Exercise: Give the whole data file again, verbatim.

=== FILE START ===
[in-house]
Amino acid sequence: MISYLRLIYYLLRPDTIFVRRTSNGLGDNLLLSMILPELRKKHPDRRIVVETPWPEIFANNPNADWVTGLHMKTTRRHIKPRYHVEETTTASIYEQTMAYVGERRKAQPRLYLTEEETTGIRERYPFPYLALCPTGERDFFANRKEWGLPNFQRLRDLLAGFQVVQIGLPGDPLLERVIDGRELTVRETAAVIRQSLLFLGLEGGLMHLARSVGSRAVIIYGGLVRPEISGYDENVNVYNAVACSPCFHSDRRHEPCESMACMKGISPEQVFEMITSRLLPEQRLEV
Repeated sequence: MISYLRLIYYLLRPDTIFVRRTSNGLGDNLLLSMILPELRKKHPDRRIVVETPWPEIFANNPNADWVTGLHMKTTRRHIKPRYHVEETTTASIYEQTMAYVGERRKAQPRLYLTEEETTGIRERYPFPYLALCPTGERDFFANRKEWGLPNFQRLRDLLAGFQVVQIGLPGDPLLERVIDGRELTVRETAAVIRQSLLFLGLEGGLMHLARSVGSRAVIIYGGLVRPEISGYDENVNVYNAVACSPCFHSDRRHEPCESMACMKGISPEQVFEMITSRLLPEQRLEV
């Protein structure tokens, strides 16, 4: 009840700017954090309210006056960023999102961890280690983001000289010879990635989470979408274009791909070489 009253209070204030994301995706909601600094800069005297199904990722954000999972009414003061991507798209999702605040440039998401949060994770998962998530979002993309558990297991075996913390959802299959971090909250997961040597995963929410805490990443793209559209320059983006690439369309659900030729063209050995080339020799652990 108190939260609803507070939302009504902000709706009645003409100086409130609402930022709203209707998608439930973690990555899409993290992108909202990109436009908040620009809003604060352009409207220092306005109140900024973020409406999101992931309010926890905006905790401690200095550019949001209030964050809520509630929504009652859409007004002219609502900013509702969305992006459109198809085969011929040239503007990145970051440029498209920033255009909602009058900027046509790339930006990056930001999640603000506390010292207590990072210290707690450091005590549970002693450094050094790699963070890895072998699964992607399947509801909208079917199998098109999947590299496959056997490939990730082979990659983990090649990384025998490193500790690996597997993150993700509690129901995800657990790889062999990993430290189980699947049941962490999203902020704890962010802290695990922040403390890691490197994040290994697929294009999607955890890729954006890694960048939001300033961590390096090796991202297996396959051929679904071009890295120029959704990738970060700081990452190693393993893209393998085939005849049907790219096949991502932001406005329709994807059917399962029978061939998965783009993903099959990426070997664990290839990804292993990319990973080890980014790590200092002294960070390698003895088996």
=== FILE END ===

[in-house]
Amino acid sequence: MISYLRLIYYLLRPDTIFVRRTSNGLGDNLLLSMILPELRKKHPDRRIVVETPWPEIFANNPNADWVTGLHMKTTRRHIKPRYHVEETTTASIYEQTMAYVGERRKAQPRLYLTEEETTGIRERYPFPYLALCPTGERDFFANRKEWGLPNFQRLRDLLAGFQVVQIGLPGDPLLERVIDGRELTVRETAAVIRQSLLFLGLEGGLMHLARSVGSRAVIIYGGLVRPEISGYDENVNVYNAVACSPCFHSDRRHEPCESMACMKGISPEQVFEMITSRLLPEQRLEV
Repeated sequence: MISYLRLIYYLLRPDTIFVRRTSNGLGDNLLLSMILPELRKKHPDRRIVVETPWPEIFANNPNADWVTGLHMKTTRRHIKPRYHVEETTTASIYEQTMAYVGERRKAQPRLYLTEEETTGIRERYPFPYLALCPTGERDFFANRKEWGLPNFQRLRDLLAGFQVVQIGLPGDPLLERVIDGRELTVRETAAVIRQSLLFLGLEGGLMHLARSVGSRAVIIYGGLVRPEISGYDENVNVYNAVACSPCFHSDRRHEPCESMACMKGISPEQVFEMITSRLLPEQRLEV
């Protein structure tokens, strides 16, 4: 009840700017954090309210006056960023999102961890280690983001000289010879990635989470979408274009791909070489 009253209070204030994301995706909601600094800069005297199904990722954000999972009414003061991507798209999702605040440039998401949060994770998962998530979002993309558990297991075996913390959802299959971090909250997961040597995963929410805490990443793209559209320059983006690439369309659900030729063209050995080339020799652990 108190939260609803507070939302009504902000709706009645003409100086409130609402930022709203209707998608439930973690990555899409993290992108909202990109436009908040620009809003604060352009409207220092306005109140900024973020409406999101992931309010926890905006905790401690200095550019949001209030964050809520509630929504009652859409007004002219609502900013509702969305992006459109198809085969011929040239503007990145970051440029498209920033255009909602009058900027046509790339930006990056930001999640603000506390010292207590990072210290707690450091005590549970002693450094050094790699963070890895072998699964992607399947509801909208079917199998098109999947590299496959056997490939990730082979990659983990090649990384025998490193500790690996597997993150993700509690129901995800657990790889062999990993430290189980699947049941962490999203902020704890962010802290695990922040403390890691490197994040290994697929294009999607955890890729954006890694960048939001300033961590390096090796991202297996396959051929679904071009890295120029959704990738970060700081990452190693393993893209393998085939005849049907790219096949991502932001406005329709994807059917399962029978061939998965783009993903099959990426070997664990290839990804292993990319990973080890980014790590200092002294960070390698003895088996």